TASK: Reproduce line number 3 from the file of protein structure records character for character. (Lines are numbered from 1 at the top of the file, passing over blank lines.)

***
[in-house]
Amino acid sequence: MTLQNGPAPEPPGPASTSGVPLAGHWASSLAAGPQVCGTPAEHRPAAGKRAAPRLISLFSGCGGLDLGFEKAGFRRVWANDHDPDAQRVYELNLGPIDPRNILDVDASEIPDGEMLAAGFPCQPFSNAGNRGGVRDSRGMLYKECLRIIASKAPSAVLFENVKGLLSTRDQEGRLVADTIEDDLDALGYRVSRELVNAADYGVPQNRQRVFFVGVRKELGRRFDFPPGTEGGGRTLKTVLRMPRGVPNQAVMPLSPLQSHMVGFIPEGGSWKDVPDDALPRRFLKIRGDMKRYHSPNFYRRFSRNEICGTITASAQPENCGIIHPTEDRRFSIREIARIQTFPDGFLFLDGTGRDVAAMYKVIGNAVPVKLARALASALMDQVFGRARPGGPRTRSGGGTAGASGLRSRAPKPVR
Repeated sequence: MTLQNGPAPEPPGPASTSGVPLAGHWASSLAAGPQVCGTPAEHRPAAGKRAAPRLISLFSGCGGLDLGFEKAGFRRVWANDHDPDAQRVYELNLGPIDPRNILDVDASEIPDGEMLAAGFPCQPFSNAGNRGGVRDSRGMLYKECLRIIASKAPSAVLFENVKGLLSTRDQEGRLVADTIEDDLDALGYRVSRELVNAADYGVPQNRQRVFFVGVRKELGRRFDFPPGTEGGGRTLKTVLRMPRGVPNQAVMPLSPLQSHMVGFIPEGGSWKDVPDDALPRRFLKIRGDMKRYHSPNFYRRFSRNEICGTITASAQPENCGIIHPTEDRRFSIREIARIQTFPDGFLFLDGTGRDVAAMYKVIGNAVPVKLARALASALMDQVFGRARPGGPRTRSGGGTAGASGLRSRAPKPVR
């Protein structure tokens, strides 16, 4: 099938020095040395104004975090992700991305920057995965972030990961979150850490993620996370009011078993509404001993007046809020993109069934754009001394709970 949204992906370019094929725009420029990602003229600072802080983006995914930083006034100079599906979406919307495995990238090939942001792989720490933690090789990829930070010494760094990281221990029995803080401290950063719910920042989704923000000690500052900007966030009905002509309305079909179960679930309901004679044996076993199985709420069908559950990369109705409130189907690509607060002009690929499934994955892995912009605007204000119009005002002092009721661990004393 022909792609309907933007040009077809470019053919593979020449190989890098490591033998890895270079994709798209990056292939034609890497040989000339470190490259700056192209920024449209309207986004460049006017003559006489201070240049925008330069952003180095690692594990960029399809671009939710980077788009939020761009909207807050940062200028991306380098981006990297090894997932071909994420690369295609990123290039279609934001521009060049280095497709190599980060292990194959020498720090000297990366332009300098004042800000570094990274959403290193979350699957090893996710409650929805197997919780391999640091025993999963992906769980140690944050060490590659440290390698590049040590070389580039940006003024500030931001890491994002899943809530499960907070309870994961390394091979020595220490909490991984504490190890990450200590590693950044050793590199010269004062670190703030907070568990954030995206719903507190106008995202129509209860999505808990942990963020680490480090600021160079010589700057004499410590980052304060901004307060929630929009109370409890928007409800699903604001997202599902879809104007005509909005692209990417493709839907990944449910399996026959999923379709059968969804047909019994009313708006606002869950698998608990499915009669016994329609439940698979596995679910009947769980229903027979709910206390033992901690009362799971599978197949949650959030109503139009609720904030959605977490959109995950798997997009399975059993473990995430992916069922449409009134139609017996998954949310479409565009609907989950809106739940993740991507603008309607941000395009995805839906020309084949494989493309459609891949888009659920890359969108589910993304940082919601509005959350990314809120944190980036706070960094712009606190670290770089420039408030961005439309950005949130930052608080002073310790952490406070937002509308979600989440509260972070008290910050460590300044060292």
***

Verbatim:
Repeated sequence: MTLQNGPAPEPPGPASTSGVPLAGHWASSLAAGPQVCGTPAEHRPAAGKRAAPRLISLFSGCGGLDLGFEKAGFRRVWANDHDPDAQRVYELNLGPIDPRNILDVDASEIPDGEMLAAGFPCQPFSNAGNRGGVRDSRGMLYKECLRIIASKAPSAVLFENVKGLLSTRDQEGRLVADTIEDDLDALGYRVSRELVNAADYGVPQNRQRVFFVGVRKELGRRFDFPPGTEGGGRTLKTVLRMPRGVPNQAVMPLSPLQSHMVGFIPEGGSWKDVPDDALPRRFLKIRGDMKRYHSPNFYRRFSRNEICGTITASAQPENCGIIHPTEDRRFSIREIARIQTFPDGFLFLDGTGRDVAAMYKVIGNAVPVKLARALASALMDQVFGRARPGGPRTRSGGGTAGASGLRSRAPKPVR